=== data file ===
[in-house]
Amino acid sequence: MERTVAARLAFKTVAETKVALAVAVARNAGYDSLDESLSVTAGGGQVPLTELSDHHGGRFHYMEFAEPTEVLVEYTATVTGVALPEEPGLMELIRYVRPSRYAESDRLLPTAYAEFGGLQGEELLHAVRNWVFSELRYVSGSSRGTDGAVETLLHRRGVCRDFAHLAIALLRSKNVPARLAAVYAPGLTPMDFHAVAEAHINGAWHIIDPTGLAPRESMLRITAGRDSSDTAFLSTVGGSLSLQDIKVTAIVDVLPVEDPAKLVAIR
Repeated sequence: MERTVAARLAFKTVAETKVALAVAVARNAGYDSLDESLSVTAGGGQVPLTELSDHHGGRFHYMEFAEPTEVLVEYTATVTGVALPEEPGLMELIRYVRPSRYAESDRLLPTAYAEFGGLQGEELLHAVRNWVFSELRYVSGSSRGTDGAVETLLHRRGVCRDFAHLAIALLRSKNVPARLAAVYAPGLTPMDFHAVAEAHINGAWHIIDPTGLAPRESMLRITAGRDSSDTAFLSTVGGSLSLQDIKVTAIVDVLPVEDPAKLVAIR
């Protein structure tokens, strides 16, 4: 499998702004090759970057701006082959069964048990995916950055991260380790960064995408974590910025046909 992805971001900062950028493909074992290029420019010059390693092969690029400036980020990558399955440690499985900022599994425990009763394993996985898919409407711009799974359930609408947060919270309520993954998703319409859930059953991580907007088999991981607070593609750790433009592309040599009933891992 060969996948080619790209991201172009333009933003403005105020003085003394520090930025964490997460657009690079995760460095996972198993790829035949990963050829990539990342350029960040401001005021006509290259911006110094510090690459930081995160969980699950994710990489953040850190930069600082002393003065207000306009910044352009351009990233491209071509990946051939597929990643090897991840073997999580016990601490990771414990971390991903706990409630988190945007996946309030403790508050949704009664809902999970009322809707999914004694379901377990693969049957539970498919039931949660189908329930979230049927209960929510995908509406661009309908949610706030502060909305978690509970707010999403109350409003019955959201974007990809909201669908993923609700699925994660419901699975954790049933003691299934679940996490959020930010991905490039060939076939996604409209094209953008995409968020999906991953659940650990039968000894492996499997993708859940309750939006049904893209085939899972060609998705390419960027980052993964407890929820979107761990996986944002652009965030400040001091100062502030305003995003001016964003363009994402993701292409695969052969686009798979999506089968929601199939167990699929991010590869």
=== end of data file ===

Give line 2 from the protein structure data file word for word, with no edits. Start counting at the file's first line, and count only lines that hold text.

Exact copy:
Amino acid sequence: MERTVAARLAFKTVAETKVALAVAVARNAGYDSLDESLSVTAGGGQVPLTELSDHHGGRFHYMEFAEPTEVLVEYTATVTGVALPEEPGLMELIRYVRPSRYAESDRLLPTAYAEFGGLQGEELLHAVRNWVFSELRYVSGSSRGTDGAVETLLHRRGVCRDFAHLAIALLRSKNVPARLAAVYAPGLTPMDFHAVAEAHINGAWHIIDPTGLAPRESMLRITAGRDSSDTAFLSTVGGSLSLQDIKVTAIVDVLPVEDPAKLVAIR